The UN Security Council has been deeply divided over how to respond to the Arab Spring crisis in Syria. Since the uprising began in Syria in March 2011 the Syrian Government has responded with extreme violence against civilians and civilian areas to suppress protests. In the face of escalating violence, the Security Council has experienced protracted deadlock. Divisions on how to interpret the situation in Syria left the Security Council unable to find consensus on issuing a non-binding Presidential Statement for the first five months of the crisis. Subsequent disagreement on what measures to take to address the violence has led to two vetoed resolutions on the divisive issues of sanctions and regime change. The vetoes occurred in October 2011 and in February 2012, vetoed by both Russia and China. More than a year into the crisis the Security Council authorised a team of unarmed UN military observers to be deployed in Syria in a rare moment of consensus on this issue. However this lowest-common-denominator response was quickly suspended due to high levels of violence against UN observers. Throughout the stalemate in the Security Council violence against Syrian civilians continued to escalate. On the Ground in Syria The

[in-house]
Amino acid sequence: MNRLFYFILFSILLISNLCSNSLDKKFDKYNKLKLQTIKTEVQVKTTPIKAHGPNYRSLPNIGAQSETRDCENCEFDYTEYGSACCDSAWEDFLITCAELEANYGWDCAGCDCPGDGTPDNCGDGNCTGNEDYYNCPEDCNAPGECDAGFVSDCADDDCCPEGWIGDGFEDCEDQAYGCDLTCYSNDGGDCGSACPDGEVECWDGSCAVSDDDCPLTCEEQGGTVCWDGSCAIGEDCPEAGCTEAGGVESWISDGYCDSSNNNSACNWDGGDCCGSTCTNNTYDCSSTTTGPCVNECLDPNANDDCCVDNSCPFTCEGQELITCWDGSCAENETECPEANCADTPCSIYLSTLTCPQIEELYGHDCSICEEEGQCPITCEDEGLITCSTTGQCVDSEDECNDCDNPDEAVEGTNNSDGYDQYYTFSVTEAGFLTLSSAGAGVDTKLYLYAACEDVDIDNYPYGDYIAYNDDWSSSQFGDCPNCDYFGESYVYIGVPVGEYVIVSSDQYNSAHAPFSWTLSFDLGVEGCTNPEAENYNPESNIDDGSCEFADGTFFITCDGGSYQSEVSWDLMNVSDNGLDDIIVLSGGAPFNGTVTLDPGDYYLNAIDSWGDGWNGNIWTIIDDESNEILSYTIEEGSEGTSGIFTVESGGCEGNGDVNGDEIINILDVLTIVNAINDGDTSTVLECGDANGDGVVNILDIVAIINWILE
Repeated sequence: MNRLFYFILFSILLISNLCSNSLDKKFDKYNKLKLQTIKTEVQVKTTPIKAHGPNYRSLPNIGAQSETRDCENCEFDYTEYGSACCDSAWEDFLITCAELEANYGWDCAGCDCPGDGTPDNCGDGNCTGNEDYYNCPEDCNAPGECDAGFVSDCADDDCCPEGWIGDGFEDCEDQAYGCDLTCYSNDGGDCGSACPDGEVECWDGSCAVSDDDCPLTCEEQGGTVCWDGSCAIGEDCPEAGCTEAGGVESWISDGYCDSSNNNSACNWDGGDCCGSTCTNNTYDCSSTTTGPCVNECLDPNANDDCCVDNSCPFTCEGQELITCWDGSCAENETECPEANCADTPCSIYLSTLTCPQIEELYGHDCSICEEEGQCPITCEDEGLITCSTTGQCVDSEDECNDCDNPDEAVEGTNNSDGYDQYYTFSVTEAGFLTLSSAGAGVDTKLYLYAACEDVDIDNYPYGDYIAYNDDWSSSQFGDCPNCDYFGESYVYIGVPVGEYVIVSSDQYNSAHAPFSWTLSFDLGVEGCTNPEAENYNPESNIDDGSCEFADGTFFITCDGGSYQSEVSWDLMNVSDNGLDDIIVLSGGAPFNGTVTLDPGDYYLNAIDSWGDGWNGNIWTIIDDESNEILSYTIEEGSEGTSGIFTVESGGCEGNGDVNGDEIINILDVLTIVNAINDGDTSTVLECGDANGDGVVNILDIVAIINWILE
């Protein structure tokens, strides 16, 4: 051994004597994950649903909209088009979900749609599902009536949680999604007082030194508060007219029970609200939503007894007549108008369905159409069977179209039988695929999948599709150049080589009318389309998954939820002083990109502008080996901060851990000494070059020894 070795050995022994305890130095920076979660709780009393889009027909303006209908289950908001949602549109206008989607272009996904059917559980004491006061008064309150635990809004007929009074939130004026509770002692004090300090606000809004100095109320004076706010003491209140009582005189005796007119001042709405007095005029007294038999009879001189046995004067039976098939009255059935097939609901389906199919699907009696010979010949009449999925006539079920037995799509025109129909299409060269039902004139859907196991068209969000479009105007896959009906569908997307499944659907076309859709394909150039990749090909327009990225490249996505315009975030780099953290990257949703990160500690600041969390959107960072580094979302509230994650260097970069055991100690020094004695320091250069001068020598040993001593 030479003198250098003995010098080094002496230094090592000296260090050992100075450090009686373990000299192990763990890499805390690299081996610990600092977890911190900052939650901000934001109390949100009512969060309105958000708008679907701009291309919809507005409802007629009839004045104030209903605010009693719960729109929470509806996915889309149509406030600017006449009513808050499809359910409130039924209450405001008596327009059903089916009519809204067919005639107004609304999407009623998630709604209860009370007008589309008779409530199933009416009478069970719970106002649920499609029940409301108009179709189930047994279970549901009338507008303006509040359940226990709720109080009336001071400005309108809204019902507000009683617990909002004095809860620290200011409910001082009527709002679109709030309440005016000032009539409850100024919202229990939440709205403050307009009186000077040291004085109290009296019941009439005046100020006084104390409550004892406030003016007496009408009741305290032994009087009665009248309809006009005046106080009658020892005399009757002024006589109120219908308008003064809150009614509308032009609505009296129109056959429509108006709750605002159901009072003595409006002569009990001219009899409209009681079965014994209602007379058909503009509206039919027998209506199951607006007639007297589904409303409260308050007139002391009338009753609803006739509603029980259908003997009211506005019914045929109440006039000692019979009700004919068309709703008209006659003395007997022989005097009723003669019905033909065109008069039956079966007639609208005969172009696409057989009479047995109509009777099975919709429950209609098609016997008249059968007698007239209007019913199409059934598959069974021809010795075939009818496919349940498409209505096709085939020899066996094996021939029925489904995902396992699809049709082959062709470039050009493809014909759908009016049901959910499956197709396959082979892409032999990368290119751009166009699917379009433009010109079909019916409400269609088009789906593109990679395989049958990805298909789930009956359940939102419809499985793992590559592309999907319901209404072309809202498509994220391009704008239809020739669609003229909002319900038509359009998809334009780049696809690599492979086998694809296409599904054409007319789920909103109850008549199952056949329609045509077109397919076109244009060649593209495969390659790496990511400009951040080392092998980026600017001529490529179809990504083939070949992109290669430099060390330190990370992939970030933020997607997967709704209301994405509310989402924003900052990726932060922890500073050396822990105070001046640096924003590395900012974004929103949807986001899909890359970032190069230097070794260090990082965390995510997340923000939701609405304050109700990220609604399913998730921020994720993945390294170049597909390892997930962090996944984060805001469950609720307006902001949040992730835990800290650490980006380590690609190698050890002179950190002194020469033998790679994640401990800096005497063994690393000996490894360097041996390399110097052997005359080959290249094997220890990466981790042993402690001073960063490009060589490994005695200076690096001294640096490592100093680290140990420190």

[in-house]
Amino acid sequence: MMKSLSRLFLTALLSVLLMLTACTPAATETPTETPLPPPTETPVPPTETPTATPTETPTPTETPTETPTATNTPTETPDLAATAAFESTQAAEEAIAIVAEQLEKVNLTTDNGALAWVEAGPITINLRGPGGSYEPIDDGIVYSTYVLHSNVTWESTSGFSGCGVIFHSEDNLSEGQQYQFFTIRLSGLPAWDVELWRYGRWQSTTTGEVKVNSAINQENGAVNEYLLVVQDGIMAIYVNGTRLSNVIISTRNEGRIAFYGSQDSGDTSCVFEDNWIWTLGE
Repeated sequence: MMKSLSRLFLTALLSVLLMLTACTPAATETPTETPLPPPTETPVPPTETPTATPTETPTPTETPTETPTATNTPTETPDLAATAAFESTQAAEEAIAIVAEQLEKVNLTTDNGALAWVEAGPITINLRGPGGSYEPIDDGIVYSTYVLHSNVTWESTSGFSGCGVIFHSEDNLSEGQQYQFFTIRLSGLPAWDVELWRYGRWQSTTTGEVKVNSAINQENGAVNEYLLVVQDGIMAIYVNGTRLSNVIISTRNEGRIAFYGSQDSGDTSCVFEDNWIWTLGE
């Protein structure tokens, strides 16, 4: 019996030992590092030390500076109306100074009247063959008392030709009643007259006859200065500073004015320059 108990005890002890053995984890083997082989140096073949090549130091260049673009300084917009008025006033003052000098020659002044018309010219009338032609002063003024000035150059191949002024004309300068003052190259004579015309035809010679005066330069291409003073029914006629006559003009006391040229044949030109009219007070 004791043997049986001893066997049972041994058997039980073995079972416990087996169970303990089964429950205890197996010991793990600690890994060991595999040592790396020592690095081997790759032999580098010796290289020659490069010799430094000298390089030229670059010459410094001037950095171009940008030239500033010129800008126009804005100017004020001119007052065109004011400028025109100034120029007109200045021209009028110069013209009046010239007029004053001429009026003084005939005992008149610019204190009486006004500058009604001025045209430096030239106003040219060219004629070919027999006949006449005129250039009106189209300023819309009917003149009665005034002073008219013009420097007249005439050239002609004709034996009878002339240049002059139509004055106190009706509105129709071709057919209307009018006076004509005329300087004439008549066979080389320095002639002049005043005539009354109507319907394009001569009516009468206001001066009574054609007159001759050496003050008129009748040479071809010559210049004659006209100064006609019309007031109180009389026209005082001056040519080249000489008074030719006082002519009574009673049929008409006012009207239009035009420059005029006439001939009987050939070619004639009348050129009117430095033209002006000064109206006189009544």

Global Responsibility to Protect – Brill
Published: Jan 1, 2012
It’s your single place to instantly
discover and read the research
that matters to you.
Enjoy affordable access to
over 18 million articles from more than
15,000 peer-reviewed journals.
All for just $49/month
Query the DeepDyve database, plus search all of PubMed and Google Scholar seamlessly
Save any article or search result from DeepDyve, PubMed, and Google Scholar... all in one place.
Get unlimited, online access to over 18 million full-text articles from more than 15,000 scientific journals.
Read from thousands of the leading scholarly journals from SpringerNature, Elsevier, Wiley-Blackwell, Oxford University Press and more.
All the latest content is available, no embargo periods.
“Hi guys, I cannot tell you how much I love this resource. Incredible. I really believe you've hit the nail on the head with this site in regards to solving the research-purchase issue.”Daniel C.
“Whoa! It’s like Spotify but for academic articles.”@Phil_Robichaud
“I must say, @deepdyve is a fabulous solution to the independent researcher's problem of #access to #information.”@deepthiw
“My last article couldn't be possible without the platform @deepdyve that makes journal papers cheaper.”@JoseServera